5 things you should know about the Great Blizzard of 1978

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5 things you should know about the Great Blizzard of 1978

  • Story Highlights
  • The Great Blizzard of 1978 dropped more than a foot of snow on the region on Jan. 26, 1978.
  • More than 40 inches of snow fell in the month, making even the simplest tasks almost impossible.

The Great Blizzard of 1978 struck the region with force on Jan. 26, 1978, when more than a foot of snow fell on the region, setting a single-day record that still stands.

Here are five things you should know about the event and its aftermath:

Fourth and Main Street in Downtown Dayton, February 6, 1978. Dayton Daily News archive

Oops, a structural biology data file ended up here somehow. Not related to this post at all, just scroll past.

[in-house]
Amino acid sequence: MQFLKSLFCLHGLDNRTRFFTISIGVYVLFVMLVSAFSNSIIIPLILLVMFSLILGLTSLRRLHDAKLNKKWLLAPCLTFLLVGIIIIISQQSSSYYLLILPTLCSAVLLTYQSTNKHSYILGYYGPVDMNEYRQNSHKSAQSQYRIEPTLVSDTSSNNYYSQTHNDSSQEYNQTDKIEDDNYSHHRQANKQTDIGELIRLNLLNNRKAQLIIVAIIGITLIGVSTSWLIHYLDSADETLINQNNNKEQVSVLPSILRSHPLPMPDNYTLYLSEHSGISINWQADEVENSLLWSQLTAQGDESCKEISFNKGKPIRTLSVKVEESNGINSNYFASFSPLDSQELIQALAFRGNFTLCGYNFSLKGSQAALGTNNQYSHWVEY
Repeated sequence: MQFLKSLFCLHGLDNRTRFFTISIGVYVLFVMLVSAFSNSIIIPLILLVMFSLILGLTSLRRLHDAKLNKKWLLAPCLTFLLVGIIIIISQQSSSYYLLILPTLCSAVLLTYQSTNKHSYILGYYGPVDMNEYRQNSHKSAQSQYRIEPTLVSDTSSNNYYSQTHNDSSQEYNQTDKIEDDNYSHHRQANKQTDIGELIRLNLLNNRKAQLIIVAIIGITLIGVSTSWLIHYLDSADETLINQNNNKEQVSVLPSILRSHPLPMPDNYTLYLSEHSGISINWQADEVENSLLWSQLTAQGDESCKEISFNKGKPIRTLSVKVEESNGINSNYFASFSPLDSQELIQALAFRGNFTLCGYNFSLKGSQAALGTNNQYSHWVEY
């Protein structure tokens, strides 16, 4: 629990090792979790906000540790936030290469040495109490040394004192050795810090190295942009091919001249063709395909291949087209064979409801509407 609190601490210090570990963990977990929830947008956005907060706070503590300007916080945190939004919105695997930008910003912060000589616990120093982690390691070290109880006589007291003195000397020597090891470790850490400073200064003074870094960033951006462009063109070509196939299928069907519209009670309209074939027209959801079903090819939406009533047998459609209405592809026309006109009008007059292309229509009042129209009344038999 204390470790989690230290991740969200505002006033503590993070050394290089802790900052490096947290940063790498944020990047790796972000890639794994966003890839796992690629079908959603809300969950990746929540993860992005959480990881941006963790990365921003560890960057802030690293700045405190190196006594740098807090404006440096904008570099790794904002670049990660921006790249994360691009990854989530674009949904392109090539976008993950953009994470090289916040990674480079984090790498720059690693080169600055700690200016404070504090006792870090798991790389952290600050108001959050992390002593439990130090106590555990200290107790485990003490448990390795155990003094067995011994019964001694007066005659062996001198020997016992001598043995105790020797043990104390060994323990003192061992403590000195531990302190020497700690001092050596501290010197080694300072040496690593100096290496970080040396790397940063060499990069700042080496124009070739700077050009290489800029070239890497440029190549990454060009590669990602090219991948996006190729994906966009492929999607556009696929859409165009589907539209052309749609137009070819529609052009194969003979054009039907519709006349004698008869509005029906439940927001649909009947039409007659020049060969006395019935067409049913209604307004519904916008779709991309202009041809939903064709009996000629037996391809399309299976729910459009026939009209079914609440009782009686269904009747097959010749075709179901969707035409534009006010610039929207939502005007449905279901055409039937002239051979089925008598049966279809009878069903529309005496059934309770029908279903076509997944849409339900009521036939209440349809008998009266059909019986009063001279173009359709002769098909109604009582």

1. The area record for single-day snowfall was part of the blizzard. On Jan. 26, 12.2 inches of snow fell on the region, which remains a single-day record. Second place on that list is 11.5 inches, which fell on Dec. 22, 2004.

2. Many people had trouble doing the most basic things. The massive snowfall of Jan. 26 was part of more than 40 inches of snow in the month, which created snowdrifts up to 25 feet high.

3. Traveling was a significant challenge. As one example, the Miami University basketball team was returning from a game in Toledo and couldn't make it past Vandalia, so the team stayed in the Vandalia city jail.

A delivery truck plows it way down Fourth Street in the early morning blizzard.

4. Dozens died from the events. The death toll from this storm climbed to more than 70 people, with 51 of those deaths in Ohio.

5. Mail couldn't be delivered for the first time in 65 years. The great 1913 flood was the last time the postal service failed to do regular rounds.

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